- Initiating a Wellness Trust. This strategy, like Massachusetts’ Prevention and Wellness Trust, is a method of financing prevention with funds from the health care sector. So far, wellness trusts funds have been applied categorically to chronic disease prevention programs both in and outside of governmental public health, but one can imagine a version that bolsters long-term, operational public health funding streams. Their justification is based in language of health care cost reduction, the triple aim, and “population health.” Whether we would choose a ballot or legislative avenue for this, communications tactics would probably focus on the likely opposition: hospitals and other large providers. Hopefully this would not be a contentious effort, but would instead attempt to strengthen current public health-health care partnerships to build consensus around the concept of a wellness trust. We might use the “population health” language they recognize, stressing that a trust would support their payment and delivery reforms already under way. Something like a wellness trust might only happen with the health care partners as an ally, with their better-resourced communications leading the advocacy effort. Learn more about wellness trusts here.
During the symposium, Senator Irene Aguilar, one of the legislative panelists, and Boulder County Public Health Director Jeff Zayach pointed to the 800-pound gorilla riding the elephant in the room: TABOR. Overcoming this obstacle would obviously be bigger than public health. This effort would be about the philosophy of government funding in general, and messages about public health’s value would be just a small part of a large, coordinated campaign. Such an effort would also remind us that we are not alone, that our country’s dwindling social investments has hurt many other sectors like education, human services, and transportation.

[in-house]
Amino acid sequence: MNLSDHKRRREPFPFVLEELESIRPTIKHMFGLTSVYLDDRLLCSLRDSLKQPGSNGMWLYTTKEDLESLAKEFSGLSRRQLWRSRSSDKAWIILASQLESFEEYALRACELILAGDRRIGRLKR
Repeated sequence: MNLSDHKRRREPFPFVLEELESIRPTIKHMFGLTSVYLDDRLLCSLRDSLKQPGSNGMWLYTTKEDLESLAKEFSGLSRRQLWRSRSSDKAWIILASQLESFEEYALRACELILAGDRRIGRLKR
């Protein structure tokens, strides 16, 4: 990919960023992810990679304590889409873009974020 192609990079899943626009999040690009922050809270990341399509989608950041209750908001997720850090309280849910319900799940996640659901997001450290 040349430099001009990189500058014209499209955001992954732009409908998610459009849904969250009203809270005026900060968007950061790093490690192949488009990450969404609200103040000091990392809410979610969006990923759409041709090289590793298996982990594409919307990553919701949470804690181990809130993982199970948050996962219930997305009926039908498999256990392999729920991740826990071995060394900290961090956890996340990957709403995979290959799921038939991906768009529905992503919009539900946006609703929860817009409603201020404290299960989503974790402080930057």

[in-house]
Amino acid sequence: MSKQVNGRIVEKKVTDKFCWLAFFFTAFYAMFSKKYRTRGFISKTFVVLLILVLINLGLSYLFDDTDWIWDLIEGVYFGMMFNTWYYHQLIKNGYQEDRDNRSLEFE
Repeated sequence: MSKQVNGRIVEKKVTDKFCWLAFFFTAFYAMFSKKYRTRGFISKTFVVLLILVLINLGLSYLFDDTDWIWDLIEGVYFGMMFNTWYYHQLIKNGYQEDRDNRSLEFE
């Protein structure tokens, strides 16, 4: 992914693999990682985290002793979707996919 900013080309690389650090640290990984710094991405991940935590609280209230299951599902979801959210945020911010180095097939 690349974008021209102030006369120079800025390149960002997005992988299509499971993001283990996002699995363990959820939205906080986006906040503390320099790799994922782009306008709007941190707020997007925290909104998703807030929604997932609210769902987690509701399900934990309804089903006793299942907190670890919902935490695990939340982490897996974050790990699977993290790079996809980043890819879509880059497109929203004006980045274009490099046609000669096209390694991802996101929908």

From this perspective, there is collective approach to communicating our value, using the concept of infrastructure. Lee Thielen, former Executive Director of CALPHO and part of the symposium’s opening plenary, hinted at this concept by quoting a recent blog in Health Affairs: “At the end of the day, we must acknowledge that public health is part of the vital infrastructure of a modern, secure, economically competitive, and just nation.” Perhaps this simple message can guide us until we have a specific funding-financing reform strategy to support.